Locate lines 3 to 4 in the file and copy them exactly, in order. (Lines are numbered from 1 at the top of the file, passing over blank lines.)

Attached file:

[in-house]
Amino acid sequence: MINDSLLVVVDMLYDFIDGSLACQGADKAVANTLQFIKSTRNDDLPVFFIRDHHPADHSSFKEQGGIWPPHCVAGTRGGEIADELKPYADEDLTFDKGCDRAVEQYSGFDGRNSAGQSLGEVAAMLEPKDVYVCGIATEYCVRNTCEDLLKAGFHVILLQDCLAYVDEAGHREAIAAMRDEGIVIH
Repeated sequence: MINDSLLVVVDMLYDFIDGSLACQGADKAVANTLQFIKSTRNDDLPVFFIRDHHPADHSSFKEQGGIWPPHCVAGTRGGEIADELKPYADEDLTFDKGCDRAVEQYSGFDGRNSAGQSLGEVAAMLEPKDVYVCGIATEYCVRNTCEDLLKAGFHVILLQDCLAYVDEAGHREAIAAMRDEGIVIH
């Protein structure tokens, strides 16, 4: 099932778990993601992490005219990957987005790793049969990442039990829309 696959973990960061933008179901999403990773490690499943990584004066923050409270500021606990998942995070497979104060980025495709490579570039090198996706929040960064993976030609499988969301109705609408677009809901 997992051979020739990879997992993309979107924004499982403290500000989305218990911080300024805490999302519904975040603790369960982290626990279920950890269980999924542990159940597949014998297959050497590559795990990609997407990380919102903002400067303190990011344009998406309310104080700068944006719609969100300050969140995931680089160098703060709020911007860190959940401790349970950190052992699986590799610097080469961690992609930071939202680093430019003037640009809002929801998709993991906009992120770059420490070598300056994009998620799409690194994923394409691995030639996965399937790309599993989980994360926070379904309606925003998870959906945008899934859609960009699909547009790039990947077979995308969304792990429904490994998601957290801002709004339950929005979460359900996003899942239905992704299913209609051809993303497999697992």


Repeated sequence: MINDSLLVVVDMLYDFIDGSLACQGADKAVANTLQFIKSTRNDDLPVFFIRDHHPADHSSFKEQGGIWPPHCVAGTRGGEIADELKPYADEDLTFDKGCDRAVEQYSGFDGRNSAGQSLGEVAAMLEPKDVYVCGIATEYCVRNTCEDLLKAGFHVILLQDCLAYVDEAGHREAIAAMRDEGIVIH
């Protein structure tokens, strides 16, 4: 099932778990993601992490005219990957987005790793049969990442039990829309 696959973990960061933008179901999403990773490690499943990584004066923050409270500021606990998942995070497979104060980025495709490579570039090198996706929040960064993976030609499988969301109705609408677009809901 997992051979020739990879997992993309979107924004499982403290500000989305218990911080300024805490999302519904975040603790369960982290626990279920950890269980999924542990159940597949014998297959050497590559795990990609997407990380919102903002400067303190990011344009998406309310104080700068944006719609969100300050969140995931680089160098703060709020911007860190959940401790349970950190052992699986590799610097080469961690992609930071939202680093430019003037640009809002929801998709993991906009992120770059420490070598300056994009998620799409690194994923394409691995030639996965399937790309599993989980994360926070379904309606925003998870959906945008899934859609960009699909547009790039990947077979995308969304792990429904490994998601957290801002709004339950929005979460359900996003899942239905992704299913209609051809993303497999697992």